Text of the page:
04 Jul 2013 Black Rock City, Nevada: An Oasis of Dreams
A man in a bubblegum-pink crushed velvet suit and matching top hat stood along side a woman dressed like a gypsy in layers of colorful silks and linens, joyously waving to Jim and me as we rolled slowly to the checkpoint that emerged from the afternoon dust. We stopped the truck and our brightly clad greeters encouraged us to exit the vehicle for a proper welcome. We obeyed and were enthusiastically embraced by both of them with a warm, “Welcome Home!”
Here in Black Rock City, all citizens entering the gates are greeted with this same welcome. Once a year at the end of August, this city is lovingly constructed on 7-square miles of a dry lake bed in the Black Rock Desert as a continually evolving experiment in community, art, and self-reliance. The dusty hub thrives for a week before its inhabitants burn many of its wooden structures and the city is dismantled, returning the desert to its pristine state. There truly is no place else like this ephemeral metropolis on earth.
We spent months preparing for our journey to this desert oasis. We devoted many weeks to confirm our camp layout, choose our costumes, and make lists of all items needed to survive a week in the desert with no shade and on nowhere to purchase items if we forgot them. We had to be totally self-reliant, bringing food, water, shelter, and clothing as well as deciding how we would contribute to the community. Aside from ice and coffee, you cannot purchase anything in the city. There is a tradition of gift giving within the community, with no exchange of money or bartering.
Black Rock City, Nevada is a magical place. It’s a blank canvas and its inhabitants provide the color and creativity as the city grows over the course of a week’s time. Freedom of expression is encouraged and community members have an agreement to allow each other to stretch personal boundaries, to experiment with one’s identity and with one’s creativity without judgment. I had the freedom as an adult to wear a purple tutu and combat boots for the first time in my life. I witnessed a man dressed and painted in silver from head to toe and a beautiful young woman who looked like a butterfly with her sheer wings fluttering in the afternoon breeze. The city is a place that reignites the sense of play that we all had as children and you are only limited by your own imagination.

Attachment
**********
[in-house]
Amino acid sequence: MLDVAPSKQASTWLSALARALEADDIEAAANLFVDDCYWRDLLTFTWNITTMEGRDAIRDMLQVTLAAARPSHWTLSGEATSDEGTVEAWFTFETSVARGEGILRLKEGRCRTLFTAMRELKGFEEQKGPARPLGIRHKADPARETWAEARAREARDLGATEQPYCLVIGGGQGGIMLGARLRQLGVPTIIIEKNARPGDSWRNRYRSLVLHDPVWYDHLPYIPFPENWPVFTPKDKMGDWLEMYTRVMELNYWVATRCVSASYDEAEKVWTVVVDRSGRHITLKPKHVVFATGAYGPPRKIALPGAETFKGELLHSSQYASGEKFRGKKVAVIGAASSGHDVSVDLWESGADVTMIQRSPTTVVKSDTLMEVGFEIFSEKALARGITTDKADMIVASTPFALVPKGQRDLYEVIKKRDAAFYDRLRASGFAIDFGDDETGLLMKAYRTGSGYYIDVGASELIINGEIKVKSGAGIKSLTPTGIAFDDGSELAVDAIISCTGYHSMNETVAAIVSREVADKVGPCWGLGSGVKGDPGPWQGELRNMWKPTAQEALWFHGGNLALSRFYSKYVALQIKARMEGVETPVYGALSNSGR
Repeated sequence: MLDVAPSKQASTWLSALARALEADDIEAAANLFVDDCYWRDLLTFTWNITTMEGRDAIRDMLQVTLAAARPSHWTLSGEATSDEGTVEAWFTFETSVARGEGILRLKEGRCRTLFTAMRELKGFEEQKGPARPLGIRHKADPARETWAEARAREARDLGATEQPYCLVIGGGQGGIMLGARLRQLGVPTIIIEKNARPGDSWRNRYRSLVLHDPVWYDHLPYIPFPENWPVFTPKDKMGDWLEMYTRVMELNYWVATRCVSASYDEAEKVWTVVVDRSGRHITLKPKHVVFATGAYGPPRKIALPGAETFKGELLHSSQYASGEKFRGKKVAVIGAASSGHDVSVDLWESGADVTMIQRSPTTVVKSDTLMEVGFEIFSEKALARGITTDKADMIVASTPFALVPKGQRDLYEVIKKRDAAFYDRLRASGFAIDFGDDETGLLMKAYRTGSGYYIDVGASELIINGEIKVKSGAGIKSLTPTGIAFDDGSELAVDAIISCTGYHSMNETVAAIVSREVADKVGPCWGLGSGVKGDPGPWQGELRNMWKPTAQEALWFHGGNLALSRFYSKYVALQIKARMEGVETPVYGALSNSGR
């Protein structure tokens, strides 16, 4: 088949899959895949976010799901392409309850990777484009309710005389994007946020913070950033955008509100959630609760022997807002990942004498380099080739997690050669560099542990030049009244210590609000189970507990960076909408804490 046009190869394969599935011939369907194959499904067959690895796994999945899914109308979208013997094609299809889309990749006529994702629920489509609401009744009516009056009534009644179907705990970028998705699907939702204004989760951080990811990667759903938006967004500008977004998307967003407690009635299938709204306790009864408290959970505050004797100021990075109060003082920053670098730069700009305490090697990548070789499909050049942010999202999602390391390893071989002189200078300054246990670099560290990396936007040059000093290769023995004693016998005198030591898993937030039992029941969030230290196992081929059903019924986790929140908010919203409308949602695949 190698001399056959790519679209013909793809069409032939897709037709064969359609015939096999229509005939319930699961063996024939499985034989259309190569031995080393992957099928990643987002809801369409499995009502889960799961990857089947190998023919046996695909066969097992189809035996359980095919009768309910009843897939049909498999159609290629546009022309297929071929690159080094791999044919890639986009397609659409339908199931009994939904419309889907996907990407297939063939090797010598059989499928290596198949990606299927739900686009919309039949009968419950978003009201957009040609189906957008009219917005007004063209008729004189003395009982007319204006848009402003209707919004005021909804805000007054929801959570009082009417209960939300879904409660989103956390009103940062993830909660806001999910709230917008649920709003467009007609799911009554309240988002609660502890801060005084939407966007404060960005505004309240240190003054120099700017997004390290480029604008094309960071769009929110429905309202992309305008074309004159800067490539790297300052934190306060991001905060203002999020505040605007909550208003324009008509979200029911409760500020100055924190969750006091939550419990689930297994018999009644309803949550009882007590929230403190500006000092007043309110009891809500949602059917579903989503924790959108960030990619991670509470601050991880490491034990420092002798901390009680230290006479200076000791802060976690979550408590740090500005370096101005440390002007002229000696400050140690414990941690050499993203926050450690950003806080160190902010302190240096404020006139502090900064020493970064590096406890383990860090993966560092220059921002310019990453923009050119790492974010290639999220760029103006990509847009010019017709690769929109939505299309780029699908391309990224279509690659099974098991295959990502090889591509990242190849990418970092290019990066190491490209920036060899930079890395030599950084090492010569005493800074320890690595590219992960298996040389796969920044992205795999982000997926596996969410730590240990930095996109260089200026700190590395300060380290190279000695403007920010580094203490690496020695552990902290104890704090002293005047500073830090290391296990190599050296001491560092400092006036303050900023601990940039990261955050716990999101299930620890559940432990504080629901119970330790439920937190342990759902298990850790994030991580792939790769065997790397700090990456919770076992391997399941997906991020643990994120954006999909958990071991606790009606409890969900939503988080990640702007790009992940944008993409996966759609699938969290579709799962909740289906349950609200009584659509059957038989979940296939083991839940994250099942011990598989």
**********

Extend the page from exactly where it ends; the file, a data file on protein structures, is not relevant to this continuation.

It was common to step out of our tent in the late morning and hear the hypnotic rhythm of music, which became louder moment-by-moment. The music would quickly descend upon us and we would see some wondrous vehicle, dubbed an “art car,” that was outfitted to look like a yacht with revelers chatting and dancing on its deck or a car that looked like a magic carpet, with colorful passengers happily riding along as if they were flying three feet above the ground. These vehicles were two of many cars traveling the city as rolling forms of artwork and transportation. Art cars and bicycles are the only forms of transport allowed in the city of approximately 56,000 people in order to maintain safety. Bikes are the fastest and most flexible form of travel and we put ours to good use during the week.
One night, Jim suggested that we ride out towards the center of the city to take a look around. We came to a stop on the dusty earth and as I slowly scanned the horizon, I was surrounded by light and color and an amazing cacophony of music. I felt tears in my eyes and a smile erupt on my face, realizing that every bit of light, color, and sound had been brought here by someone to share with the rest of the city. Their motive wasn’t money or fame; the motive was to bring joy, to make people stop and ask questions—to delight and maybe to perplex. This city was created for the sheer purpose of sharing something beautiful with the community.
I was overwhelmed by a sense of complete freedom while standing in the dark, holding Jim’s hand as we absorbed the blinking lights and thumping music in the distance. Here was a place where we could all be anything we wanted to be, to bring our best, brightest, most creative selves to bear and encouraging us to be who we truly are. The voices of the greeters at the gate echoed in my ears, “Welcome Home.”
Kerri McManus is an educator, a writer, a musician, and a world traveler whose next great adventure will be on the road to Morocco and the Balearic Islands. Get in touch on Facebook.